Ed Schieffelin

Edward Lawrence Schieffelin

The Beginning of TOMBSTONE, AT

In 1879, Tombstone had 40 cabins and 100 people, and lots on Allen Street sold for $5. By June 20, 1880 there were 3,000 people in the town and by late 1881 there was over 7,000 people in town and more gambling houses, saloons, and a larger graveyard and “red light” district than any town in the southwest. Population increased rapidly from that time, and in the 1890’s it had reached 15,000.

“The Town too Tough to Die”:Edward Schieffelin. In March of 1877, a prospector by the name of Lewis wandered into the dry washes, coming down out of the  Tombstone Hills into San Pedro Valley. He discovered several pieces of horn silver and followed them to an outcropping of high grade silver ore. On the strength of the specimens that he had brought out with him, A.M. Franklin and Marcus Katz of Tucson agreed to grubstake him for a share of his claim. Lewis returned to the dry washes of the San Pedro confident that he could go straight to the ledge of silver. However, apparently he had not pinpointed the location very well as he was not able to find it again.For long, weary weeks, Lewis, combed dry wash after dry wash, but he found no trace of silver.

Meanwhile, another prospector arrived. The newcomer had trailed into the country with a company of Hualapai scouts late in the summer of 1877 and had then used Brunckow’s cabin as his base of operations. The prospector was Edward Lawrence Schieffelin, and he materialized from the desert a tall and wild figure. Although he appeared fifty years old, he had not reached thirty years yet. Ed was of a large and powerful build, a type of the physically perfect man, his bronzed face and flowing brown hair and beard, and his clear blue eyes told of his free and open life of the plains and the mountains. He stood five feet eleven and one-half inches tall and weighed about one hundred ninety pounds. Ed had been born in Tioga County, Pennsylvania in October of 1847.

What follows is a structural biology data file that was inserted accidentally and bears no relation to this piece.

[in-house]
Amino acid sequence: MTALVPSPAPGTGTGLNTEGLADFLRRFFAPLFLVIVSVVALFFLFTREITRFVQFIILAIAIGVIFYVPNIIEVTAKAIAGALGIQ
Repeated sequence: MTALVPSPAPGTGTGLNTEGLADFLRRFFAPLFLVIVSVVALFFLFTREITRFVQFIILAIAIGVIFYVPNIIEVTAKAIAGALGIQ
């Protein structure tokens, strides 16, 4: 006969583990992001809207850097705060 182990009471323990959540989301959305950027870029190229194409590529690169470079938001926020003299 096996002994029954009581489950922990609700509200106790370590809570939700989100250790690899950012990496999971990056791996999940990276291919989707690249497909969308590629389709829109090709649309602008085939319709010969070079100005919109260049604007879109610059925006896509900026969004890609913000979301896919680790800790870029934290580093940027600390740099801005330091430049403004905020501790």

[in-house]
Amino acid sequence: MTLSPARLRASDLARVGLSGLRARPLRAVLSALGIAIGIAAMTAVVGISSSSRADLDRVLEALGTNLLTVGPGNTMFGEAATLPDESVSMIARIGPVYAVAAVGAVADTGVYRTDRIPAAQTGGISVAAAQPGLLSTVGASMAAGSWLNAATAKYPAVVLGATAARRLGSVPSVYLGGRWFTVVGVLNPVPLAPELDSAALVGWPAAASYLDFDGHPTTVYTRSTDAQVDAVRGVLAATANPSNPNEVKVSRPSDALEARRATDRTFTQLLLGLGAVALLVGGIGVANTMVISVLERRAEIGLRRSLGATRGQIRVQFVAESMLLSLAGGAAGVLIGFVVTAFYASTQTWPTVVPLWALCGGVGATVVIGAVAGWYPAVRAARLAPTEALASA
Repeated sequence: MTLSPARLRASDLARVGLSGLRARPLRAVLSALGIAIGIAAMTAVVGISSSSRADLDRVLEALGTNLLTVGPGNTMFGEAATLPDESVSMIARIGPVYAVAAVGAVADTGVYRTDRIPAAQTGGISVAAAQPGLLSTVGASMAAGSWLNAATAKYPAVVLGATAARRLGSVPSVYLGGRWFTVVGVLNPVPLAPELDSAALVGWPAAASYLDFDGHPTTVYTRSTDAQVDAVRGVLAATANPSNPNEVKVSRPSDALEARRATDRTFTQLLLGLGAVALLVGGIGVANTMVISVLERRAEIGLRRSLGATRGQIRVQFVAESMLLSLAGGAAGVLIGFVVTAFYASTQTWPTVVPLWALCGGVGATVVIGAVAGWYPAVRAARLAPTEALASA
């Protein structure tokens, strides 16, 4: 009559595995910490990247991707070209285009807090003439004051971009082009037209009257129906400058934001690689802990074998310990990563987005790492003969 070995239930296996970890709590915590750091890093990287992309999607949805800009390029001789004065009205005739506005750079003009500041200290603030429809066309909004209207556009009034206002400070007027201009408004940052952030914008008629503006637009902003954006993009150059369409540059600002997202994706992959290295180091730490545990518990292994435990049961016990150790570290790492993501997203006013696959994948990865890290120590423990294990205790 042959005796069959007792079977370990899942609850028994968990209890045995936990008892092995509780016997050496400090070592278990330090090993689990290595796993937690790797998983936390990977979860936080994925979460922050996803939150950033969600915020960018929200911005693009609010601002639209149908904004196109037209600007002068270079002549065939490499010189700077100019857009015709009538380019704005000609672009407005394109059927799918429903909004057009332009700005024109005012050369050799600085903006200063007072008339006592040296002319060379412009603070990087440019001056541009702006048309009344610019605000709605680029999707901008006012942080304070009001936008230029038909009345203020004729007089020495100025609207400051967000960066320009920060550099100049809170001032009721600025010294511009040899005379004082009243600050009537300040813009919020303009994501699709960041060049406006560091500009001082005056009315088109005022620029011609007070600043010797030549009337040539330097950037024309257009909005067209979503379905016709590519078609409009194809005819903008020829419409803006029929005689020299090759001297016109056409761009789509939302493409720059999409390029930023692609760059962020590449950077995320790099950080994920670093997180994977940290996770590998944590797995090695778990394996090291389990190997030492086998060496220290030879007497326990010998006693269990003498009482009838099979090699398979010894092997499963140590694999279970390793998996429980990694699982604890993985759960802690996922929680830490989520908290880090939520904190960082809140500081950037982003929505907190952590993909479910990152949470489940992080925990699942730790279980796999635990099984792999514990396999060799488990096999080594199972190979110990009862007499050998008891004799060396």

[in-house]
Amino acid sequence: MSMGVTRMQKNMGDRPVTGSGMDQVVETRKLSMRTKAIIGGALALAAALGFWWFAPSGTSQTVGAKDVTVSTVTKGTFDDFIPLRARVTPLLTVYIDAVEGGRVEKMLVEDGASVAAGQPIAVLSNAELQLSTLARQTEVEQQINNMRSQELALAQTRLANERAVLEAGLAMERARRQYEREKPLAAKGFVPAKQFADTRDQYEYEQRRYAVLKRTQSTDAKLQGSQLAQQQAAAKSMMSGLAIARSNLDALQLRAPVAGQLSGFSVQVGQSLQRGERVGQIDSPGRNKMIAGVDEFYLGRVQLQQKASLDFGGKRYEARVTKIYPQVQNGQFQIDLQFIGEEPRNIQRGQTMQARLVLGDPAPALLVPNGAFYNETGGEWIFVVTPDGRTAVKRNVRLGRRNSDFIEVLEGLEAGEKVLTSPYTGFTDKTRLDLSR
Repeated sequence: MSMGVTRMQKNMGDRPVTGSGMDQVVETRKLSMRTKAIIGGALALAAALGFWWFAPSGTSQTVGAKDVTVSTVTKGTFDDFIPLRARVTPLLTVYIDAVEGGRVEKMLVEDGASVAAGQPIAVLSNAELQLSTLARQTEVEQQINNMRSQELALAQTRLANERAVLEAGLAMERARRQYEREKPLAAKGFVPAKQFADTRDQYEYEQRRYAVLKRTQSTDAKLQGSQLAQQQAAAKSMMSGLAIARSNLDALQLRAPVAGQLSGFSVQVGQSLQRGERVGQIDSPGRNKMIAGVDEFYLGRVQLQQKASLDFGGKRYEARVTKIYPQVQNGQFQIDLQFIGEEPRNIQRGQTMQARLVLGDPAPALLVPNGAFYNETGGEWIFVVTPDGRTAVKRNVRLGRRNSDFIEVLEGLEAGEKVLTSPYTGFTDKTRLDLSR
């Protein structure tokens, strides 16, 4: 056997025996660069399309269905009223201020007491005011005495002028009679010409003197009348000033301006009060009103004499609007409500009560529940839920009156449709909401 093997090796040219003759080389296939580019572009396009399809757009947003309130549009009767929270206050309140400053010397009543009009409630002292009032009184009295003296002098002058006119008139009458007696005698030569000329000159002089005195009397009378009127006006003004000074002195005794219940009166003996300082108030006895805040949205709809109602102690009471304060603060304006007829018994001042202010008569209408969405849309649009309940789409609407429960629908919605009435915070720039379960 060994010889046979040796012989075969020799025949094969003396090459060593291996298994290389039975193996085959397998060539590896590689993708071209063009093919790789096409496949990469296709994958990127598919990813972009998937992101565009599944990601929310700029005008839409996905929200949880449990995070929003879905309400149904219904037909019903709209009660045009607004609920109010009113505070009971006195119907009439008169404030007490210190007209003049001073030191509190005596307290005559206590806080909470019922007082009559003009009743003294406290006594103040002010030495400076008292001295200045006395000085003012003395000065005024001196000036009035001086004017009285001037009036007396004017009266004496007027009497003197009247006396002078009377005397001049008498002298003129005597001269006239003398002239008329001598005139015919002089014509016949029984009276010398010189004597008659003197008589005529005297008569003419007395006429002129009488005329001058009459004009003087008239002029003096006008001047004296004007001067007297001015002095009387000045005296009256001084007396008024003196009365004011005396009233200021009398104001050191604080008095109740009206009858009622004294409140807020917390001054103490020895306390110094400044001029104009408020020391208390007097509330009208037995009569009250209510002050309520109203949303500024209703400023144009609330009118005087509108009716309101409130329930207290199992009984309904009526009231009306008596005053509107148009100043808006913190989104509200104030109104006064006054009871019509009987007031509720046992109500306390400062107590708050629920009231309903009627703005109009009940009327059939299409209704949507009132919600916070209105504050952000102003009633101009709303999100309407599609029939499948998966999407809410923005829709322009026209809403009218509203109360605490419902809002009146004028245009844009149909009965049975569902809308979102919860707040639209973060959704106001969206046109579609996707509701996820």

For over ten years he had been seeking a rich ore deposit, but success had always eluded him. He had begun his search in the Coeur d’ Alenes of Idaho, then across Nevada into Death Valley and into Colorado and New Mexico. Finally, his search had led him to into the San Pedro Valley of Arizona.The tough desert men and the soldiers who stopped at Brunckow’s accepted him without question because they knew he was a close-mouthed prospector. Shieffelin looked upon the place as a haven of rest, safety and comfort, secure from the Apache.